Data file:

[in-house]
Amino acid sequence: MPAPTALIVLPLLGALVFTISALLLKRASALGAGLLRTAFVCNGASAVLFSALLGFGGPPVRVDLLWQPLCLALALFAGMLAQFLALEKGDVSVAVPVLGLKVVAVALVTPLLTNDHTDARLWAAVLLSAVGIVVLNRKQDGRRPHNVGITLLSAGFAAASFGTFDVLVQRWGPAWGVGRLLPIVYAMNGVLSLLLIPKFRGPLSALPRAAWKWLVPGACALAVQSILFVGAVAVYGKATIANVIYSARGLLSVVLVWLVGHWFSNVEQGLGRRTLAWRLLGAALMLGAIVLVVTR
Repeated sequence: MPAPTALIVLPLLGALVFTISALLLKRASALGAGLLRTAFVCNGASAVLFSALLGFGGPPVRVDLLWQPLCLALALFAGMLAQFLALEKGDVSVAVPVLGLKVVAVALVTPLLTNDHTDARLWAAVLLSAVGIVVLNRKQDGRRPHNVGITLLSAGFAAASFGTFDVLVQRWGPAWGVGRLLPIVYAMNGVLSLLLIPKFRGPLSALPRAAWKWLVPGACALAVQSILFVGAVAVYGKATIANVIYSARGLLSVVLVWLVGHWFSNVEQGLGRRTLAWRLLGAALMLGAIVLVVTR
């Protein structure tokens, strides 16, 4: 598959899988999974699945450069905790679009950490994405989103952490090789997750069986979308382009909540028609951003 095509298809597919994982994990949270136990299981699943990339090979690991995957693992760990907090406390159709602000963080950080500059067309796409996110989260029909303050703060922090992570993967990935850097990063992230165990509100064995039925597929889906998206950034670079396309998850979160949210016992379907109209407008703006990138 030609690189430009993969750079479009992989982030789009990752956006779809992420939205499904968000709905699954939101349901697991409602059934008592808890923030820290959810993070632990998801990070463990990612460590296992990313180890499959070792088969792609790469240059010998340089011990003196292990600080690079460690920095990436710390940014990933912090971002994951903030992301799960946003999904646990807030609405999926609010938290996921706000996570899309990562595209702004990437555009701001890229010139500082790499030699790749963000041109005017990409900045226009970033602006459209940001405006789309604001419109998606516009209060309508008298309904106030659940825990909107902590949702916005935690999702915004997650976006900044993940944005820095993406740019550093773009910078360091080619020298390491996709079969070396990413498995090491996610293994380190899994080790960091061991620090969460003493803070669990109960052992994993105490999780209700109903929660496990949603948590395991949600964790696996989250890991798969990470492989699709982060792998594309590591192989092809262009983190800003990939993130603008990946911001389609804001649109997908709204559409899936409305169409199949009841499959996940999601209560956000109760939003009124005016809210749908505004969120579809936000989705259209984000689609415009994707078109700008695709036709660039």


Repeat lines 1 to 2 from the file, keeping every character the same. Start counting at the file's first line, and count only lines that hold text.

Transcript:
[in-house]
Amino acid sequence: MPAPTALIVLPLLGALVFTISALLLKRASALGAGLLRTAFVCNGASAVLFSALLGFGGPPVRVDLLWQPLCLALALFAGMLAQFLALEKGDVSVAVPVLGLKVVAVALVTPLLTNDHTDARLWAAVLLSAVGIVVLNRKQDGRRPHNVGITLLSAGFAAASFGTFDVLVQRWGPAWGVGRLLPIVYAMNGVLSLLLIPKFRGPLSALPRAAWKWLVPGACALAVQSILFVGAVAVYGKATIANVIYSARGLLSVVLVWLVGHWFSNVEQGLGRRTLAWRLLGAALMLGAIVLVVTR